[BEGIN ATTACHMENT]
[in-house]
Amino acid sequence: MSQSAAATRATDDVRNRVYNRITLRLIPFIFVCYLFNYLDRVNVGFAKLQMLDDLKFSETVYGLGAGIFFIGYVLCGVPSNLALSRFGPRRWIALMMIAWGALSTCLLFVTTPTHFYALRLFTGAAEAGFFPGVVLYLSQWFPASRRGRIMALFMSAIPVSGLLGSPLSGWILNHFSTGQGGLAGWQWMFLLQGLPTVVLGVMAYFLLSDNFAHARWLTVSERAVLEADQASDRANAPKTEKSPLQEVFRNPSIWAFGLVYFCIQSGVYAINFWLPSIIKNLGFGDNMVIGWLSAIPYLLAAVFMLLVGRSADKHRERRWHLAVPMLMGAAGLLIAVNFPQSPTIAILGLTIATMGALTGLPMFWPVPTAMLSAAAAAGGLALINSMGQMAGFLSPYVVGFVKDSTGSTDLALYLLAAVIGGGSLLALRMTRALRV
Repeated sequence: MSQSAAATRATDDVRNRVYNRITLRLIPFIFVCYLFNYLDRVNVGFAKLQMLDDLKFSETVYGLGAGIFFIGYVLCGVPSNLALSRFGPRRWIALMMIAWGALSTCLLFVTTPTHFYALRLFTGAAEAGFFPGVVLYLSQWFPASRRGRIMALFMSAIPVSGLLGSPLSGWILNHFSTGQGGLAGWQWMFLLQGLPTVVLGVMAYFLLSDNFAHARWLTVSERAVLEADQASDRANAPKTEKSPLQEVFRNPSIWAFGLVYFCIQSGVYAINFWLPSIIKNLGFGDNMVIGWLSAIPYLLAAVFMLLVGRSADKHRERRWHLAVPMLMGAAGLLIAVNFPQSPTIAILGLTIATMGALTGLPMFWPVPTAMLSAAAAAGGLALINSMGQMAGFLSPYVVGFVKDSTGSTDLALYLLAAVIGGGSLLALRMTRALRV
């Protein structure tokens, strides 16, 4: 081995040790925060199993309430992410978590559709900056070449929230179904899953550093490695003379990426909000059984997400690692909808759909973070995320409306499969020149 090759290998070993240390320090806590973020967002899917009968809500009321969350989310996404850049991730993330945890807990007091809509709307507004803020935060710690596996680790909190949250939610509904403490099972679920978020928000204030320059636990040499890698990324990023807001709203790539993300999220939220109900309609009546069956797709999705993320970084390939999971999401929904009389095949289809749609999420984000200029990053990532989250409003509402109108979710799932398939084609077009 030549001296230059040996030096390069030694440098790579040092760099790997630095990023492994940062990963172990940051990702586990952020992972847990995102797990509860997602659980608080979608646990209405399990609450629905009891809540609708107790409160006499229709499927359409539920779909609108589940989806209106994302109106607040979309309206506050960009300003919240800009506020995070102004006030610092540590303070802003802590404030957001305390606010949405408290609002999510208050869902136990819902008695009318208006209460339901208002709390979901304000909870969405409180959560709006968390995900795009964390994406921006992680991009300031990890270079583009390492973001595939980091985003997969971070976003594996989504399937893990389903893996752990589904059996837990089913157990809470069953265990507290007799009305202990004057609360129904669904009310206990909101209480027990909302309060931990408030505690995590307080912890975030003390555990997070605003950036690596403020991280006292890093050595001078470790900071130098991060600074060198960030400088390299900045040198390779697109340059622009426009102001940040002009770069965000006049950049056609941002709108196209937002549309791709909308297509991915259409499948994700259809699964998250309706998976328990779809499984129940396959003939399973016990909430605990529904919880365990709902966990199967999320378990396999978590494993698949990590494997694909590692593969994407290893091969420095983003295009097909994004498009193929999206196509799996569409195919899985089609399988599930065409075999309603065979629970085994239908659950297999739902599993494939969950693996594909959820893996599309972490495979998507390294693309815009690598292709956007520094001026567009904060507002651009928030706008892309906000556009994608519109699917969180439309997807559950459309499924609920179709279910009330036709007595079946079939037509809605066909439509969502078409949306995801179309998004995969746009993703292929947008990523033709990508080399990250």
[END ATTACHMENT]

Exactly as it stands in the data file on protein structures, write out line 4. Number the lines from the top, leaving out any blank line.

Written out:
């Protein structure tokens, strides 16, 4: 081995040790925060199993309430992410978590559709900056070449929230179904899953550093490695003379990426909000059984997400690692909808759909973070995320409306499969020149 090759290998070993240390320090806590973020967002899917009968809500009321969350989310996404850049991730993330945890807990007091809509709307507004803020935060710690596996680790909190949250939610509904403490099972679920978020928000204030320059636990040499890698990324990023807001709203790539993300999220939220109900309609009546069956797709999705993320970084390939999971999401929904009389095949289809749609999420984000200029990053990532989250409003509402109108979710799932398939084609077009 030549001296230059040996030096390069030694440098790579040092760099790997630095990023492994940062990963172990940051990702586990952020992972847990995102797990509860997602659980608080979608646990209405399990609450629905009891809540609708107790409160006499229709499927359409539920779909609108589940989806209106994302109106607040979309309206506050960009300003919240800009506020995070102004006030610092540590303070802003802590404030957001305390606010949405408290609002999510208050869902136990819902008695009318208006209460339901208002709390979901304000909870969405409180959560709006968390995900795009964390994406921006992680991009300031990890270079583009390492973001595939980091985003997969971070976003594996989504399937893990389903893996752990589904059996837990089913157990809470069953265990507290007799009305202990004057609360129904669904009310206990909101209480027990909302309060931990408030505690995590307080912890975030003390555990997070605003950036690596403020991280006292890093050595001078470790900071130098991060600074060198960030400088390299900045040198390779697109340059622009426009102001940040002009770069965000006049950049056609941002709108196209937002549309791709909308297509991915259409499948994700259809699964998250309706998976328990779809499984129940396959003939399973016990909430605990529904919880365990709902966990199967999320378990396999978590494993698949990590494997694909590692593969994407290893091969420095983003295009097909994004498009193929999206196509799996569409195919899985089609399988599930065409075999309603065979629970085994239908659950297999739902599993494939969950693996594909959820893996599309972490495979998507390294693309815009690598292709956007520094001026567009904060507002651009928030706008892309906000556009994608519109699917969180439309997807559950459309499924609920179709279910009330036709007595079946079939037509809605066909439509969502078409949306995801179309998004995969746009993703292929947008990523033709990508080399990250």